Total antioxidant capacity (TAC) of the bioaccessible fraction of the processed fish side stream materials was evaluated by the ORAC and TEAC assays, and the respective behaviour of TAC values of the bioaccessible fraction from the hydrolysates differed according to the method used, being lower than those obtained from the non-digested raw materials for ORAC, while the TEAC values of the bioaccesible fraction of the hydrolysates were higher than the non-digested. This behaviour can be explained by the different compounds TEAC and ORAC measured.

Health promoting properties

Dietary products possess several health promoting properties many of which are attributed to anti-inflammatory actions. Different minerals, proteins, vitamins, and lipids are known to possess anti-inflammatory properties, many of which are present in high amounts in fish. The scientific group from the AQUABIOPRO-FIT partner School of Medicine in the University of Crete, aimed to investigate whether processed fish side-stream ingredients possess such health promoting properties in the context of obesity and type 2 diabetes.

In an experimental mouse model of type 2 diabetes we found that supplementation of the diet with particular hydrolysates of fish side-streams suppressed the development of diabetes as it is measured by the ability of the organism to lower glucose (glucose tolerance test) (Figure 4).

Figure 4. Glucose tolerance test in diabetic mice fed with high fat diet (HFD) or high fat diet supplemented with fish side-stream hydrolysate (HFD+HSH) compared to healthy mice fed with normal diet (ND)

Obesity also affects the gut microbiome, which metabolises nutrients providing secondary metabolites that promote wellbeing of the organism. We, therefore, evaluated whether diet supplementation with fish side-stream products supports a healthy gut microenvironment. For this purpose we tested the effect of dietary supplementation with different extracts on the gut microbiome, focusing on the ability of these supplements to reverse the detrimental effects of a diet containing high amounts of fat that causes type 2 diabetes. We found that diet supplementation with particular fish side-streams supported growth of health-promoting probiotics, highlighting the dietary value of these extracts. In addition, we analysed the effect of the same fish side-streams in suppressing inflammatory bowel disease, a disease also associated with a healthy gut microbiome. We found that selected extracts partly suppressed development of the disease.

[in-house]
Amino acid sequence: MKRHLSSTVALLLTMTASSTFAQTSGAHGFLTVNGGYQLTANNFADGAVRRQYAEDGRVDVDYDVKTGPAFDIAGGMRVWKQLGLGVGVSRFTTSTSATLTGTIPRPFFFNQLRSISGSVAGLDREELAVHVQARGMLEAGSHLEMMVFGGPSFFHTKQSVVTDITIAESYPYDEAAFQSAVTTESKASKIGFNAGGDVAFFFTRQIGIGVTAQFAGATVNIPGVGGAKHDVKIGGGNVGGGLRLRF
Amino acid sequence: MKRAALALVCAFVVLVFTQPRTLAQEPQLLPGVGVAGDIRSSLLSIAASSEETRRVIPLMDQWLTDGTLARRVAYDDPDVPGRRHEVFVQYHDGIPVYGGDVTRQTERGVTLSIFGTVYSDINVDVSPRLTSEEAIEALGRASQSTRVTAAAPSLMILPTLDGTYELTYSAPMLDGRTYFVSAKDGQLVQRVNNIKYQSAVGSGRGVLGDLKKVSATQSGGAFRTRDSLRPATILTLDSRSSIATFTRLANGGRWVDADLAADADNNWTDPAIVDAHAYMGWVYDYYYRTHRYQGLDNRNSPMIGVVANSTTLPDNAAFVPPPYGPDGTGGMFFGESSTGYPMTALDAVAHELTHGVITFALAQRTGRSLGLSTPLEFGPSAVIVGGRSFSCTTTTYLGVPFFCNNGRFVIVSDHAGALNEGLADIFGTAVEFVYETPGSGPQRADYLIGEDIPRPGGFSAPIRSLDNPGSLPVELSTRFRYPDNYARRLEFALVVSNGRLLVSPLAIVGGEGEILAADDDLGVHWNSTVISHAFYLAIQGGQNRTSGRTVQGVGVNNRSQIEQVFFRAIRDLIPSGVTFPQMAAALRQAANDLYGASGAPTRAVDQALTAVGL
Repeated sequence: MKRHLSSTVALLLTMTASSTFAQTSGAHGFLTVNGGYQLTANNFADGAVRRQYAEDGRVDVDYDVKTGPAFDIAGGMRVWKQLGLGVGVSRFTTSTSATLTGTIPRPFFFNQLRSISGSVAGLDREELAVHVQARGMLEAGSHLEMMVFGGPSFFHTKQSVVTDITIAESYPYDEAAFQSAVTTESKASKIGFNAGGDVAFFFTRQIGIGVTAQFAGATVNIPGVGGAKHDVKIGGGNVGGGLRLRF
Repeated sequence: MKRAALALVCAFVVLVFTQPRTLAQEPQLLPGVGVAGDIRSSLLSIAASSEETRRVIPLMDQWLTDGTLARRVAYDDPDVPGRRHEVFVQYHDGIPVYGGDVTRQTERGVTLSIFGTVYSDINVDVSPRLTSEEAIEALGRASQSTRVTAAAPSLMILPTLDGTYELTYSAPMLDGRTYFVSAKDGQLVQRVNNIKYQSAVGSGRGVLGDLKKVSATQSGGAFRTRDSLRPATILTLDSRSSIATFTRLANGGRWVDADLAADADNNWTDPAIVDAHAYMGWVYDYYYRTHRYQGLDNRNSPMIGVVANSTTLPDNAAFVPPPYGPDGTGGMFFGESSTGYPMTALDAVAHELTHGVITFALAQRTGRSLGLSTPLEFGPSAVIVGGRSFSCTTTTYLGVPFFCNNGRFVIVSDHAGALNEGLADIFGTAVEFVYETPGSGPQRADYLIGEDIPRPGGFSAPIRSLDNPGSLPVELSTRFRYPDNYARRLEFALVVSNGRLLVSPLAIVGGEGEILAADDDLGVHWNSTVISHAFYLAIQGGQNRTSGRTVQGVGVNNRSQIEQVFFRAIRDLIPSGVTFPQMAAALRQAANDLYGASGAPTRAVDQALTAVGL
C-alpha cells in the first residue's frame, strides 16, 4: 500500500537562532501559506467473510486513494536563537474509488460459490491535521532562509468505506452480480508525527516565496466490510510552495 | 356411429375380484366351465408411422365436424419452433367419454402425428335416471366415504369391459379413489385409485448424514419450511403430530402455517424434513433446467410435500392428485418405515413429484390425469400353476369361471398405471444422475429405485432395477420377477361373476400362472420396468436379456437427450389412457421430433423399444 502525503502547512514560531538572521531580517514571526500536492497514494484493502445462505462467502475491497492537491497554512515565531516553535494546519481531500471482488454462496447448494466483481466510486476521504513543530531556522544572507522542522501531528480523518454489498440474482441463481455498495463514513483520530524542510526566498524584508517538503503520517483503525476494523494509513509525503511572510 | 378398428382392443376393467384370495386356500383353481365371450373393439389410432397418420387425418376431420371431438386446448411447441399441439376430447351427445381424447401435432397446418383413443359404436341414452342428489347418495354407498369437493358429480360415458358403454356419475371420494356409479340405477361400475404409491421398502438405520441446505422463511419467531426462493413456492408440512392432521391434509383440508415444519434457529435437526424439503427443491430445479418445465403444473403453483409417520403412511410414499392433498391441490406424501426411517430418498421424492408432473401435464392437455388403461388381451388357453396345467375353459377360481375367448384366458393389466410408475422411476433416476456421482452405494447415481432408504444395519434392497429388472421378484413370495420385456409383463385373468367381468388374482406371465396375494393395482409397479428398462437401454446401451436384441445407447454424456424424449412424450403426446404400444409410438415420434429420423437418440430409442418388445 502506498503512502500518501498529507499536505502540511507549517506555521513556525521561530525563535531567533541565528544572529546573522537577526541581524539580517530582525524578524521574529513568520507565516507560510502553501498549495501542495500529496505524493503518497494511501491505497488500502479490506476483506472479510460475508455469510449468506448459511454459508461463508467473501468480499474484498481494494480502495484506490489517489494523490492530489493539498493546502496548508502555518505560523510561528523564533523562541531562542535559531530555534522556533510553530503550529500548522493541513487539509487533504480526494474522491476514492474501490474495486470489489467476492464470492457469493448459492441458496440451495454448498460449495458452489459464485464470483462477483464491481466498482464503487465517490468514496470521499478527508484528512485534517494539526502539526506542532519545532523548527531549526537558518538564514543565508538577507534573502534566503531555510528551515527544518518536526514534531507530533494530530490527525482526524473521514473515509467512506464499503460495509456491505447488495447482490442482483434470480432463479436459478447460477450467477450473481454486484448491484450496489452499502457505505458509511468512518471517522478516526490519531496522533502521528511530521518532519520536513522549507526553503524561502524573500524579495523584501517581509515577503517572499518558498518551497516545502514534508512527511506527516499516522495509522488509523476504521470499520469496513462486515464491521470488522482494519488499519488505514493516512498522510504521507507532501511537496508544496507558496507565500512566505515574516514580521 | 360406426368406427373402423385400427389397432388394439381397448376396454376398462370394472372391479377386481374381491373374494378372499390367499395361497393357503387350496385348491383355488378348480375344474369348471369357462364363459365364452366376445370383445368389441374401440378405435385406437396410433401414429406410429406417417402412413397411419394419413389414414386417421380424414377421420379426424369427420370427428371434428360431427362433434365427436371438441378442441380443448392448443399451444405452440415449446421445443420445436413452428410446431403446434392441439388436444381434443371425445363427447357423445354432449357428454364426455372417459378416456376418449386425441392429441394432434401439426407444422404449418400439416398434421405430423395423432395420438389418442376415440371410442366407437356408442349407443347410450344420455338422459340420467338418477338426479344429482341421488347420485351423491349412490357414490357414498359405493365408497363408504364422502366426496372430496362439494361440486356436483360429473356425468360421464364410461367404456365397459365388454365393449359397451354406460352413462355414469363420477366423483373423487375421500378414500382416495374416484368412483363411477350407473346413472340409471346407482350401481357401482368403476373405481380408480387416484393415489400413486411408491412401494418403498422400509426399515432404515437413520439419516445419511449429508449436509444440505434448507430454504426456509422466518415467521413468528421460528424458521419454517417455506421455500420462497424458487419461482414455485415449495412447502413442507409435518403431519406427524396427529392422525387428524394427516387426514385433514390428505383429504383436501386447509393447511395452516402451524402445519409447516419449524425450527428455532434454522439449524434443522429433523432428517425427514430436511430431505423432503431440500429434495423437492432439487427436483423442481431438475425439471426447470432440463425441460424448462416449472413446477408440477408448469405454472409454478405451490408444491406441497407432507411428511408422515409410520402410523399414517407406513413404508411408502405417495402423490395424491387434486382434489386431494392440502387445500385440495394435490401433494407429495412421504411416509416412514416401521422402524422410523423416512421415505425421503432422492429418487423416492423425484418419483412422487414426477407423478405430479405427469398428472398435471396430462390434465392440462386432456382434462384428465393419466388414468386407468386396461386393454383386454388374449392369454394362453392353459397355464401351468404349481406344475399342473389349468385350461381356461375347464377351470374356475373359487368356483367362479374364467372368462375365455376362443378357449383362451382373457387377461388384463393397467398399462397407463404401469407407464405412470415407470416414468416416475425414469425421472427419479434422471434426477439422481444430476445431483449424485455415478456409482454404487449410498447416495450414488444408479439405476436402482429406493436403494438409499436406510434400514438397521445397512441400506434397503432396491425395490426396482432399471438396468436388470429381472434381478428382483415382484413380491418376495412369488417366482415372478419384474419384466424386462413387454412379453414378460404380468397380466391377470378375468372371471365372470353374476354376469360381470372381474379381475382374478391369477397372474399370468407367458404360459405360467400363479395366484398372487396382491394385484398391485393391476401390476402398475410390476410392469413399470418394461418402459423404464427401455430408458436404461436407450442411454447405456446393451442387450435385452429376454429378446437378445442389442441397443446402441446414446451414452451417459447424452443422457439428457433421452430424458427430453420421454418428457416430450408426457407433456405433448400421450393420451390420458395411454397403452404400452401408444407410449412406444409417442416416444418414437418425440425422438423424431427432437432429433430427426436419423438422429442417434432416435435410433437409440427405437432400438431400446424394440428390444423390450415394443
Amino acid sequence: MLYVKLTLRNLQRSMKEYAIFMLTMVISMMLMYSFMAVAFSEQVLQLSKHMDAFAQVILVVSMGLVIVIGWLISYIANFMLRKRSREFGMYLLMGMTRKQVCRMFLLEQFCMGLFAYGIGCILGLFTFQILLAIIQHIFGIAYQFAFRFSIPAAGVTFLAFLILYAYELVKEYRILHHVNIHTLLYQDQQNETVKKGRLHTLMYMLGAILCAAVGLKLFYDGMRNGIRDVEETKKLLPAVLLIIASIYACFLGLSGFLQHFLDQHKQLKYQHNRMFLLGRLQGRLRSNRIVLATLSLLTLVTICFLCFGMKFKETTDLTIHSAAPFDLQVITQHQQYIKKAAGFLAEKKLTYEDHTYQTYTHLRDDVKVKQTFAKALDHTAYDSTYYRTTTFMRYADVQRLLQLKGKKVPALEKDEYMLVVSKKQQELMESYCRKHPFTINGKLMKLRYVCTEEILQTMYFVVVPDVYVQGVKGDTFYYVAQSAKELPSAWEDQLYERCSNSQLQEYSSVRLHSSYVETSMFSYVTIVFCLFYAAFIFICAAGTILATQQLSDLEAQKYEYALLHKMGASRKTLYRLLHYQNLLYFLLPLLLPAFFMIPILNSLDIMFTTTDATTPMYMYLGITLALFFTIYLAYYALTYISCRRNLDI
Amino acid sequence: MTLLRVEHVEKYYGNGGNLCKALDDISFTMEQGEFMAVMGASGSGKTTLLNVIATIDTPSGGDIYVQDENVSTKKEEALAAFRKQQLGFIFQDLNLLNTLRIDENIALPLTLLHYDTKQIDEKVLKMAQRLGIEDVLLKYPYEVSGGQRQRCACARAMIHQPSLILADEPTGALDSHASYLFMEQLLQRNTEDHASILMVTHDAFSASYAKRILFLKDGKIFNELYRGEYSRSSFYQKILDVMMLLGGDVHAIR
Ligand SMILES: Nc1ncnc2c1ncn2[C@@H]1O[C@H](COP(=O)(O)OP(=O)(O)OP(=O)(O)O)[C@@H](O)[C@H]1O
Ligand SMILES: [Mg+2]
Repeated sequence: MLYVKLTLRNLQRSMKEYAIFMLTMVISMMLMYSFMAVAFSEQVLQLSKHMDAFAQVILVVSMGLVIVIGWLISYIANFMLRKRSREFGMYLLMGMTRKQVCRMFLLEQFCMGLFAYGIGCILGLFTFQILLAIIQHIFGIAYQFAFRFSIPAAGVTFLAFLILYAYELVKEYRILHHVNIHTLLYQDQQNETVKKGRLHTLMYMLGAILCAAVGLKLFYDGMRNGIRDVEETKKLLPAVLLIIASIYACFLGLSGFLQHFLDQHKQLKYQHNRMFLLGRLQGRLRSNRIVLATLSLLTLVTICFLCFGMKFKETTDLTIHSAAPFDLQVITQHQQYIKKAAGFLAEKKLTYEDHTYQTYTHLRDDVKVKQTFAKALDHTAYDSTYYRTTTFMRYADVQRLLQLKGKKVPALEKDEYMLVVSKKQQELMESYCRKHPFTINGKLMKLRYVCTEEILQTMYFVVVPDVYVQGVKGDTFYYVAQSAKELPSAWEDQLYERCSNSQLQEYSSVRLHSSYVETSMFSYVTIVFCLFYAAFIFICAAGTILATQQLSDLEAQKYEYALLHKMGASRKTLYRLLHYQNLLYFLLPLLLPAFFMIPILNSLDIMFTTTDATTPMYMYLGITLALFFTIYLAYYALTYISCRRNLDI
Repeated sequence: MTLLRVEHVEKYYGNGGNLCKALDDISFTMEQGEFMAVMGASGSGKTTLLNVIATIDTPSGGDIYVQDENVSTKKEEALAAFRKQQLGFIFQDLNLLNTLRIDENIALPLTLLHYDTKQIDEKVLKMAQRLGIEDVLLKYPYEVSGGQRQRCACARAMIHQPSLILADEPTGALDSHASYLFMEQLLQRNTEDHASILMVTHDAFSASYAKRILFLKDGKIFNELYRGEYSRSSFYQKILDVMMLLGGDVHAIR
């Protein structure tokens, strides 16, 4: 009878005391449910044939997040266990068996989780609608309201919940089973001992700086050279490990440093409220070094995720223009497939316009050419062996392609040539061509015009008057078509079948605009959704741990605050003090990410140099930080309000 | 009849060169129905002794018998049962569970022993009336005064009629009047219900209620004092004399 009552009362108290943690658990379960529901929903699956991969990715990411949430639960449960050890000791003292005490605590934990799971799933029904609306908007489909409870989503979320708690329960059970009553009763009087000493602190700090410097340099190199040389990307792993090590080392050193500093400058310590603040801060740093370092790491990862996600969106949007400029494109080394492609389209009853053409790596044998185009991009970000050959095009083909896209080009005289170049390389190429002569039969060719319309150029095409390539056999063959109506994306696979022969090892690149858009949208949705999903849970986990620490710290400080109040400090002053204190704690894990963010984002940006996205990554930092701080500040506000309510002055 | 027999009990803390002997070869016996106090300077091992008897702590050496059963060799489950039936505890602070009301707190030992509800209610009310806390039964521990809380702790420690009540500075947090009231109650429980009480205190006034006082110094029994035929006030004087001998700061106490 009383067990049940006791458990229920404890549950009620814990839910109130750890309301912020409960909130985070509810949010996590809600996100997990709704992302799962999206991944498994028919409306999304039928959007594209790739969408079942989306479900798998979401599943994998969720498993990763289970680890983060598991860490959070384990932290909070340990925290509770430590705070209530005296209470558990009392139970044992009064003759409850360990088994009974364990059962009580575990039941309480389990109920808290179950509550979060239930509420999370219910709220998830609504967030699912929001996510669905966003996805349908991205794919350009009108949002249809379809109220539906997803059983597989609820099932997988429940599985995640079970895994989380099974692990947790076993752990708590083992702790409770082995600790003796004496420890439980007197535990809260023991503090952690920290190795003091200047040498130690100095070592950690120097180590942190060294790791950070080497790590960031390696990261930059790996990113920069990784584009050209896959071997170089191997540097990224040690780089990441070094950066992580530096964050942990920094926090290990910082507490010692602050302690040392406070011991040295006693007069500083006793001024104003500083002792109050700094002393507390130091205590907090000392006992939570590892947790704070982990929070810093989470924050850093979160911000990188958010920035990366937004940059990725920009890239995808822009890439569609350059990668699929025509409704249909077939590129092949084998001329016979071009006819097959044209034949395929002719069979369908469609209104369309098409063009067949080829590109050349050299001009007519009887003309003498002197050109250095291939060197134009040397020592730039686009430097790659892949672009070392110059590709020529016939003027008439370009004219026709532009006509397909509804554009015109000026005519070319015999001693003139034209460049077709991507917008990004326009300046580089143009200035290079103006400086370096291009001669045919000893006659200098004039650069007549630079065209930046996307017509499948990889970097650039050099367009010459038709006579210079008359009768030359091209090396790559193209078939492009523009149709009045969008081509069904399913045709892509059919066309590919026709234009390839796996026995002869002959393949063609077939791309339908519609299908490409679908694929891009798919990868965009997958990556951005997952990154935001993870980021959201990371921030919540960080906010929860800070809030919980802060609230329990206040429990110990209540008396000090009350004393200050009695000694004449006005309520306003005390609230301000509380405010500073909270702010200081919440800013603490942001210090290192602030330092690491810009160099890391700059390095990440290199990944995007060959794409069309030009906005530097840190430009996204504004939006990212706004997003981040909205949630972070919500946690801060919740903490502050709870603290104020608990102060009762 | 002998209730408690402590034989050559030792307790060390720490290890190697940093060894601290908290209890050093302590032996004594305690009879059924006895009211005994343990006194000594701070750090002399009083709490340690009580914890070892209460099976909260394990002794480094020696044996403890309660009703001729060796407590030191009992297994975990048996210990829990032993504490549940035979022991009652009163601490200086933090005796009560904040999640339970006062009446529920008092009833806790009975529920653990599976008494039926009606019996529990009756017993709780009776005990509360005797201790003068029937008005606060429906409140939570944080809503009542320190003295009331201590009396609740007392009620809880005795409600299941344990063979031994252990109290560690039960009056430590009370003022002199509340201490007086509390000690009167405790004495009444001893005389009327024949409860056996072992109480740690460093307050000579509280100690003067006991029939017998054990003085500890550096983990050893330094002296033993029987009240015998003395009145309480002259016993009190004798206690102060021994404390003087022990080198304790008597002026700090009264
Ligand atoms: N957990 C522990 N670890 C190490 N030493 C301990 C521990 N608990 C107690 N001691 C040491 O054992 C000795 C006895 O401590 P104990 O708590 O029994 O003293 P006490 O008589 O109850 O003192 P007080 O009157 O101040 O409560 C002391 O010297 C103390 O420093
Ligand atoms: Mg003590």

Collagen is a structural protein found in tendons, ligaments, bones, skin, cartilage, and teeth. Fish skin, scales and bone are rich sources of Type I collagen, frequently used in nutraceuticals, whereas type II collagen can also be isolated from fish cartilage that is often used for medicinal purposes. Using collagen supplements has shown benefits for tendon flexibility, ligament stability, muscle and bone integrity, bone metabolism1,2 and improved skin elasticity3 through increased endogenous collagen production or antioxidant function that may prevent and even repair skin and other tissue damages4. Collagen products are mostly of porcine and bovine origin marine sources are becoming more prevalent following the outbreak of bovine spongiform encephalopathy (1980s) and due to religious constraints5.

In AQUABIOPRO-FIT we tested the ability of diet supplementation with selected hydrolysed fish side streams and fish-derived collagen to promote skin health. In a model of epithelial healing we found that selected side-streams, particularly those containing fish collagen and collagen rich fractions (e.g. fish heads), improved skin health. Overall, our experimental models highlighted the nutritional value of fish side-streams and their potential as nutritional supplement dietary products.

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1 Schunck & Oesser (2013) Specific collagen peptides benefit the biosynthesis of matrix molecules of tendons and ligaments. J. Int. Soc. Sports Nutr. 10, P23.

2 Seagarden AS. Collagen Peptides – Source, Properties and Benefits.

3 Zague et al. (2011) Collagen Hydrolysate intake increases skin collagen expression and suppresses matrix metalloproteinase 2 Activity. J. Med. Food 14, 6.

4 Kim, S. K. (2014) Marine cosmeceuticals. Journal of cosmetic dermatology, 13(1), 56-67.

5 Silva et al. (2014) Marine origin collagens and its potential applications. Mar. Drugs 2014, 12, 5881-5901.